TORONTO – Swim season has arrived in Ontario, and by June, water quality monitoring will be underway at many public beaches. The recreational water quality monitoring alerts the public about water contamination and many Ontarians rely on it to decide whether to swim.
Ontario’s Ministry of Health and Long-Term Care recently weakened the E. coli standard for assessing whether there is a health risk at our public beaches, but included a new single sample maximum reading. The Ministry failed to consult with the public prior to implementing this significant change to Ontario’s recreational water quality standard and what it would mean for public health and the environment.
The Canadian Environmental Law Association (CELA), Environmental Defence, and Swim Drink Fish Canada made a formal request today that the Ministry post the change in E. coli standard on the environmental registry for public review and comment. The environmental registry is a website created under the Environmental Bill of Rights which requires the government to provide public input into decisions that could have a significant effect on the environment.
The Canadian Environmental Law Association (CELA) is a non-profit, public interest organization established in 1970 to use existing laws to protect the environment and to advocate environmental law reforms.
Swim Drink Fish Canada is a Canadian charity that connects people with water.
“The best thing that people can do this summer is get out for a swim in the Great Lakes. The changes to the Ontario water quality standards means the public needs to be more informed than ever before when they head out to our lakes and rivers this summer. We want the best information possible for the public to protect their health from recreational water illnesses, so we urge the public to learn about the standards and the quality of the water where they love to swim.”
– Mark Mattson, President, Swim Drink Fish Canada
“The public should have a say in whether the Ministry of Health and Long-Term Care should change the E.Coli standard for recreational waters intended to protect public health and the environment. The Environmental Bill of Rights is one of our key environmental laws and was created exactly for this purpose – to allow for the public to have input on government policies that can affect their health and the environment.”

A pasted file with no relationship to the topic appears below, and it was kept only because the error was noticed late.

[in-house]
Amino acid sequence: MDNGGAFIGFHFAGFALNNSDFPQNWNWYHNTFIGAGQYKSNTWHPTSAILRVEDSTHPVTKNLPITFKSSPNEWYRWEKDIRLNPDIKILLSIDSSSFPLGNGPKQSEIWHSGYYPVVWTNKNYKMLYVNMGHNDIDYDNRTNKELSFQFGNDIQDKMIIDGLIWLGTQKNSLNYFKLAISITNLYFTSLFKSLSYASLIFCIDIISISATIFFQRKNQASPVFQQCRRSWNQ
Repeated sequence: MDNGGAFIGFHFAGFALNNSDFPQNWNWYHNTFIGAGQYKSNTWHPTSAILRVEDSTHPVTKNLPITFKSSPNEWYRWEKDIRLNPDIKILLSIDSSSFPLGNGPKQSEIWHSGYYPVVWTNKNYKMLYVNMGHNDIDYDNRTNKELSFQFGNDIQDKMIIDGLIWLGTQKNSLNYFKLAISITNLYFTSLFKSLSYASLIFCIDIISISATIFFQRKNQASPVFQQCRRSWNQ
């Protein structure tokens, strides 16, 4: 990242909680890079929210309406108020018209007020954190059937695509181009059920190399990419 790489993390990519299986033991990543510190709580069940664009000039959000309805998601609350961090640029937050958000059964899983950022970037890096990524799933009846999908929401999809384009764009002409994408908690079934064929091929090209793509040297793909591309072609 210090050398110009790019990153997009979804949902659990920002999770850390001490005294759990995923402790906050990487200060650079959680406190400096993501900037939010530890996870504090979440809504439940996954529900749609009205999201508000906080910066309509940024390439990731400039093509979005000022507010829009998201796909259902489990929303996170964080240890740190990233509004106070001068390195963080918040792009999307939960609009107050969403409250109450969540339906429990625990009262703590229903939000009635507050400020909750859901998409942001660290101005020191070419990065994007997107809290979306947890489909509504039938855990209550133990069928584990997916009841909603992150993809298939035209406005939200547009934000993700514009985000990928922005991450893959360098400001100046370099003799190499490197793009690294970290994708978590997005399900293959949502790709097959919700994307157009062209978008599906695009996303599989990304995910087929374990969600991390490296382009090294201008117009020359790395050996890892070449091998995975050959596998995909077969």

– Jacqueline Wilson, Counsel, Canadian Environmental Law Association
- The new recreational water quality standard is a geometric mean concentration (minimum of five samples) of ≤ 200 E. coli / 100 mL, and a single-sample maximum concentration of ≤ 400 E. coli / 100 mL.
- The previous standard was ≤ 100 E. coli/ 100 mL as a geometric mean.
- The primary purpose of recreational water quality monitoring is the protection of public health against waterborne illnesses.
- Ontario’s environment ministry conducted an extensive scientific review to establish the Ontario standards for recreational water in 1984 and concluded that E.coli was an appropriate indicator of the risk of gastroenteric disease for bathers.
- Ontario’s standards were some of the most protective recreational water quality standards in the world.
- A change from the pre-2018 Ontario standard requires an updated scientific review and a consideration of the public health implications of a new standard to ensure that recreational swimmers are being protected from risk.
- The Ministry of Health and Long Term Care did not consult with the public on the 2018 changes to the threshold values made in the Operational Approaches for Recreational Water Guidelines, 2018.
- According to the Ministry of Tourism, Culture, and Sport, there are over 6.5 million beach visits a year in Ontario. Ontarians account for 89% of visits to the province’s beaches. In other words, nearly half of Ontarians visit a beach each summer.
- Swimming in contaminated water can lead to a number of illnesses and infections. Enteric illness (intestinal), diarrhea, and vomiting are the most frequent adverse health outcomes from contact with contaminated water. Acute febrile respiratory illness (AFRI) along with skin rashes, eye and ear infections, and respiratory problems are also common recreational water illnesses. More serious diseases, such as human adenovirus, are also possible health outcomes from contact with contaminated water. There is evidence that recreational water users can contract serious and fatal diseases.
- Scientific Criteria for Microbiological Standards for Recreational Waters, Ministry of the Environment, 1984
- Water Management: Policies, Guidelines, Provincial Water Quality Objectives, Ministry of the Environment, 1994
- Operational Approaches for Recreational Water Guidelines, 2018
- Beach Management Guidance Document, 2014
- Environmental Registry of Ontario
- Swim Guide
Communications and Marketing Manager
Swim Drink Fish Canada
Canadian Environmental Law Association
1-416-960-2284 x 7213